The National Education Association’s annual study shows Kentucky’s average teacher compensation falling from 35th to 36th in the country last school year.
Over the last decade, when inflation is taken into account, the average teacher income in Kentucky has decreased by more than 11 percent.
There is a scarcity of teachers in Kentucky, according to a representative for the Kentucky Education Association (KEA).
“The best way to recruit and retain high-quality educators is to pay a professional salary,” he added, stressing that many instructors may transfer their expertise to the private sector where they may make more.
Kentucky’s average teacher compensation climbed slightly from 2019-2020 to 2020-2021, according to the NEA, which reported a rise from $53,907 to $54,139. However, the modest rise was not enough to keep pace with the bigger increases in other states..
In comparison to the rest of the country, the average teacher income in Kentucky is $11,000 less.
Compared to teachers in West Virginia, Missouri, Tennessee, and Indiana (all of which pay less than $50,000), the state’s teachers are paid more. Teachers in Ohio ($63,082) and Illinois ($70,705), on the other hand, earn much higher money.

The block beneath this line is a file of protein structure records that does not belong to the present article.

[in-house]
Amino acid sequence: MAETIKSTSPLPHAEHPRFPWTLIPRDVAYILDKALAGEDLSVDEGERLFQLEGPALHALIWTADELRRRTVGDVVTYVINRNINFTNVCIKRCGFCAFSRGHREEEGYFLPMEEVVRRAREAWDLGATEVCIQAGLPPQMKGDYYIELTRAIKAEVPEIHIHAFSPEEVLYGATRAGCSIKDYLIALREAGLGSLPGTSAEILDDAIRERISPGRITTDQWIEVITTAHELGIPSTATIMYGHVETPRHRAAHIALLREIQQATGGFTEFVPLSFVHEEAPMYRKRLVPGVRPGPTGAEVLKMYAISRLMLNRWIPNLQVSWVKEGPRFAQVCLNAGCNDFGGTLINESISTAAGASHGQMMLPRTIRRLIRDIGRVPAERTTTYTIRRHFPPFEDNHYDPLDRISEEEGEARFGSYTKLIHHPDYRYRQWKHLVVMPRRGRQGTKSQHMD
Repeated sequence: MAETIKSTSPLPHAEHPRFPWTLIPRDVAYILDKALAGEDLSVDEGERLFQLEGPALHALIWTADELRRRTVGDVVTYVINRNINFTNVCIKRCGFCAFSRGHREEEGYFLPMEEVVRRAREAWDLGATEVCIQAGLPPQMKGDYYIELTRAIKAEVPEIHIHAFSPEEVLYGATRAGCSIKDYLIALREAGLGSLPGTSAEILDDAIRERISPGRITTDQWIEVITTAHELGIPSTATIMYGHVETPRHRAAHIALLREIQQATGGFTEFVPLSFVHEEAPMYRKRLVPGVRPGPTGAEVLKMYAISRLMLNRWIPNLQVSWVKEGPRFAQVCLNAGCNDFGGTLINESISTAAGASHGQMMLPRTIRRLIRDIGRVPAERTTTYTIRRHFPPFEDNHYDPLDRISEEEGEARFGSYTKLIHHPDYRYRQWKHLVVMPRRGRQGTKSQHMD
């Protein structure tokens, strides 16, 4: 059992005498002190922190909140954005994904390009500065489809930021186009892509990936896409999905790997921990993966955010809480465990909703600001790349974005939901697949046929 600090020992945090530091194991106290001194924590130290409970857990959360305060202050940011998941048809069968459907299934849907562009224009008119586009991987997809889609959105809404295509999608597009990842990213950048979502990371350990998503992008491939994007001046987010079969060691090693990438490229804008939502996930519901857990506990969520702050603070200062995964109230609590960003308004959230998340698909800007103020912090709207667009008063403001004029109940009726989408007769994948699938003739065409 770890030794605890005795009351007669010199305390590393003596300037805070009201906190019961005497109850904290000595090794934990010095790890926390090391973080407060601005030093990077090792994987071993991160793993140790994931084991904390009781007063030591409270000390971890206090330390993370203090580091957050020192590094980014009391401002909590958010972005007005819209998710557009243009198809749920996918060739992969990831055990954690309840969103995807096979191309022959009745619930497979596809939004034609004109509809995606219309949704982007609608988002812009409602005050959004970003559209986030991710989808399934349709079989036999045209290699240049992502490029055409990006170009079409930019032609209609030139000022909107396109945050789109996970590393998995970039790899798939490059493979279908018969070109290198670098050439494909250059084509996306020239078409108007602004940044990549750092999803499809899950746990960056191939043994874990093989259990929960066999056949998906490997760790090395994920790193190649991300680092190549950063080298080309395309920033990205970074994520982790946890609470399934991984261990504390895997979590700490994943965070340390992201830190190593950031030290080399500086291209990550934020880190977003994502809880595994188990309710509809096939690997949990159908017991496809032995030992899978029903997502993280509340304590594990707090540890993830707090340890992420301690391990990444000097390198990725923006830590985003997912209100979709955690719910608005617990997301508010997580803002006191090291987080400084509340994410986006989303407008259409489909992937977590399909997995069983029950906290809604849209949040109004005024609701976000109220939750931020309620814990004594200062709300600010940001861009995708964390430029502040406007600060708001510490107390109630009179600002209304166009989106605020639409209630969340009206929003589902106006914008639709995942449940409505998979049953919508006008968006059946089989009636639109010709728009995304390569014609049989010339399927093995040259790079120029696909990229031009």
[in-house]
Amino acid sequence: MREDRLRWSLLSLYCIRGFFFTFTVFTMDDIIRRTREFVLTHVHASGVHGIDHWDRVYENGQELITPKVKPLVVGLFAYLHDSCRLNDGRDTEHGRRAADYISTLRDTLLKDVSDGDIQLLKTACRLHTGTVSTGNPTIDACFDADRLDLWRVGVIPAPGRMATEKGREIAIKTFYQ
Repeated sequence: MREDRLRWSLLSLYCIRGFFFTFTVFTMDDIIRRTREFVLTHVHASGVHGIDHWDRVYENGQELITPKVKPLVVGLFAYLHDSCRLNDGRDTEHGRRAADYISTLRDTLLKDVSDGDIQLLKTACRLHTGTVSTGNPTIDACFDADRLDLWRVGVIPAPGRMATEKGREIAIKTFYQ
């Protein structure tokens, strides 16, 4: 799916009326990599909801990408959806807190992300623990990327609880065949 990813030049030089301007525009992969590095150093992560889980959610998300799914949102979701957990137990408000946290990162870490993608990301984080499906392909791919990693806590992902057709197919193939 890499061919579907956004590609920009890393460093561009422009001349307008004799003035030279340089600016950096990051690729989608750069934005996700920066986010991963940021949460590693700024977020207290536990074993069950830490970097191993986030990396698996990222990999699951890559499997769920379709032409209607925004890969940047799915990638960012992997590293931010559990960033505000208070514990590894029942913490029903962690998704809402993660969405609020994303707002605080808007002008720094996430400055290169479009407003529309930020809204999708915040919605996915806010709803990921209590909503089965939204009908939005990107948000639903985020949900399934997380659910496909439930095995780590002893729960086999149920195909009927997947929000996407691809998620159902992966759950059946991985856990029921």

Kentucky’s average teacher compensation, according to the data, has risen slightly to $54,574 for the current school year.
For per-pupil expenditures, Kentucky slipped from 32nd to 35th nationally, with an average expenditure of $12,103 per student in 2020-2021. Compared to other states, it has the second-lowest per-pupil expenditure rise in the country.
An analysis conducted by the left-leaning Kentucky Center for Economic Policy found that, when inflation is taken into account, the state’s contribution to per-pupil financing has decreased by 26% since 2008.
After rejecting a proposal from Democratic Gov. Andy Beshear, the Republican-led General Assembly of Kentucky enacted its budget this spring without giving teachers increases. A 8% pay hike for non-school state workers was approved by the legislators.
In the wake of the General Assembly’s 8 percent increase for all state workers, Patterson stated, “I think most teachers would consider [it] a slap in the face to be carved out of that.”
In order to offer teachers with increases, Republican leaders said school districts may employ a little increase in total per-pupil education expenditure.